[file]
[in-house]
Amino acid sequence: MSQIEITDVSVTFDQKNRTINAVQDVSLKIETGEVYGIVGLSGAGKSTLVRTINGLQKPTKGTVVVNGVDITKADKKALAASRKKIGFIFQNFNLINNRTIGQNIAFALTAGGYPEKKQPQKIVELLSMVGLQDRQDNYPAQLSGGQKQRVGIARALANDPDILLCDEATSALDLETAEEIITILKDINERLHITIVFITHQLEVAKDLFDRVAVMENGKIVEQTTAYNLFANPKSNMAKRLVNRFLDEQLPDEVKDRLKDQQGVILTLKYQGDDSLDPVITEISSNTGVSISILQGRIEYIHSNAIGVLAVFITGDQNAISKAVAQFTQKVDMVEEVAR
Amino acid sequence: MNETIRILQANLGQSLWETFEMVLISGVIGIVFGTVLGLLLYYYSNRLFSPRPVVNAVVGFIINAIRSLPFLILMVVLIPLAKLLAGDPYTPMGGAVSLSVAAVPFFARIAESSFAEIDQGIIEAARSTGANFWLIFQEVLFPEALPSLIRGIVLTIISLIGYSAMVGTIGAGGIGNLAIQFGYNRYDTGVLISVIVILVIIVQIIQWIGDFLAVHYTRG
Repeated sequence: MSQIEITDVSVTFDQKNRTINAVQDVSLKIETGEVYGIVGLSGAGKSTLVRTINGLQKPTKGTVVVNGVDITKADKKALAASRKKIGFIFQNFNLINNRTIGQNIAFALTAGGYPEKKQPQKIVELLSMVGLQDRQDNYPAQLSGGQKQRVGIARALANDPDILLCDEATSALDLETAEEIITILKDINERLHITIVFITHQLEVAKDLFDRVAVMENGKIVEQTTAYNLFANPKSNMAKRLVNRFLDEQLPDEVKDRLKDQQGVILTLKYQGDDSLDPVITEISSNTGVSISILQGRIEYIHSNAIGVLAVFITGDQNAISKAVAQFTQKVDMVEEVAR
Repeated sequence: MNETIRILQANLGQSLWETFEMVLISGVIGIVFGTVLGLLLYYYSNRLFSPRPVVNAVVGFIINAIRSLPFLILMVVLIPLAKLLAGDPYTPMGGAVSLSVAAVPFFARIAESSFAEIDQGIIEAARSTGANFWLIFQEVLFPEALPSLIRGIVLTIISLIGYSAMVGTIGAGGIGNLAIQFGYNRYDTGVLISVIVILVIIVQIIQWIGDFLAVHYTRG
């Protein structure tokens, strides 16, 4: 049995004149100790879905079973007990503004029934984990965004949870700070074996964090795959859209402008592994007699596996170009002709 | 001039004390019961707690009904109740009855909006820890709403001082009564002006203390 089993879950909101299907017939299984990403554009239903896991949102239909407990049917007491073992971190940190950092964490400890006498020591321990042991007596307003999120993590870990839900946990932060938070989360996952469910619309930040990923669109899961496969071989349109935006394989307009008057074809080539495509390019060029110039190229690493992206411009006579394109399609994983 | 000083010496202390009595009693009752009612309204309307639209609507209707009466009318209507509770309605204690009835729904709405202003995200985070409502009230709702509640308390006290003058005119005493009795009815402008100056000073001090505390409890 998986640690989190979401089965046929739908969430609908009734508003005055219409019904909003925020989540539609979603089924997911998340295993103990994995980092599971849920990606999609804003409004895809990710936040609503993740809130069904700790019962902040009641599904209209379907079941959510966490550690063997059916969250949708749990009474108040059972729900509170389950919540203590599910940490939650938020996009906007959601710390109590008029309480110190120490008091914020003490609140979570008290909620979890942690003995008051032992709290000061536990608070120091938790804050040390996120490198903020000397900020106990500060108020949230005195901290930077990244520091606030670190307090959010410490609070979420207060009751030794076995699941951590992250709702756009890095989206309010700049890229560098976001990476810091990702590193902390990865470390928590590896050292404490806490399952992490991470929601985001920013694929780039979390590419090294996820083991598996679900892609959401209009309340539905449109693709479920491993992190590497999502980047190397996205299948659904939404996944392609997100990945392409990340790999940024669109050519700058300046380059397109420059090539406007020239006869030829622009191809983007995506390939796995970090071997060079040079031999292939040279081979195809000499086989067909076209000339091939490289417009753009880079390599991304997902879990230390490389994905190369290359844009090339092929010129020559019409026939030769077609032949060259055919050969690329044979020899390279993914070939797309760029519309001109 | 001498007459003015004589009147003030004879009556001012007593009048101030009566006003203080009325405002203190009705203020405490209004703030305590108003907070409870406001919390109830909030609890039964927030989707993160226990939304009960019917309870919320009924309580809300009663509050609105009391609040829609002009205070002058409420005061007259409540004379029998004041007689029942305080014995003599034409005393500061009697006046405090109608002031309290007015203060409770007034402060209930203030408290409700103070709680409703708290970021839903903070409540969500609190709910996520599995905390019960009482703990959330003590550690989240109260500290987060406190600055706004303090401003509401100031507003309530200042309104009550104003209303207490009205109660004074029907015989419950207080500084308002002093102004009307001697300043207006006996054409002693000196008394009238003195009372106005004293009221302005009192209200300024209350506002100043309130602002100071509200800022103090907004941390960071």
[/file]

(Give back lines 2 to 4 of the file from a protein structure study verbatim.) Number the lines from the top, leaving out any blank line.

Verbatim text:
Amino acid sequence: MSQIEITDVSVTFDQKNRTINAVQDVSLKIETGEVYGIVGLSGAGKSTLVRTINGLQKPTKGTVVVNGVDITKADKKALAASRKKIGFIFQNFNLINNRTIGQNIAFALTAGGYPEKKQPQKIVELLSMVGLQDRQDNYPAQLSGGQKQRVGIARALANDPDILLCDEATSALDLETAEEIITILKDINERLHITIVFITHQLEVAKDLFDRVAVMENGKIVEQTTAYNLFANPKSNMAKRLVNRFLDEQLPDEVKDRLKDQQGVILTLKYQGDDSLDPVITEISSNTGVSISILQGRIEYIHSNAIGVLAVFITGDQNAISKAVAQFTQKVDMVEEVAR
Amino acid sequence: MNETIRILQANLGQSLWETFEMVLISGVIGIVFGTVLGLLLYYYSNRLFSPRPVVNAVVGFIINAIRSLPFLILMVVLIPLAKLLAGDPYTPMGGAVSLSVAAVPFFARIAESSFAEIDQGIIEAARSTGANFWLIFQEVLFPEALPSLIRGIVLTIISLIGYSAMVGTIGAGGIGNLAIQFGYNRYDTGVLISVIVILVIIVQIIQWIGDFLAVHYTRG
Repeated sequence: MSQIEITDVSVTFDQKNRTINAVQDVSLKIETGEVYGIVGLSGAGKSTLVRTINGLQKPTKGTVVVNGVDITKADKKALAASRKKIGFIFQNFNLINNRTIGQNIAFALTAGGYPEKKQPQKIVELLSMVGLQDRQDNYPAQLSGGQKQRVGIARALANDPDILLCDEATSALDLETAEEIITILKDINERLHITIVFITHQLEVAKDLFDRVAVMENGKIVEQTTAYNLFANPKSNMAKRLVNRFLDEQLPDEVKDRLKDQQGVILTLKYQGDDSLDPVITEISSNTGVSISILQGRIEYIHSNAIGVLAVFITGDQNAISKAVAQFTQKVDMVEEVAR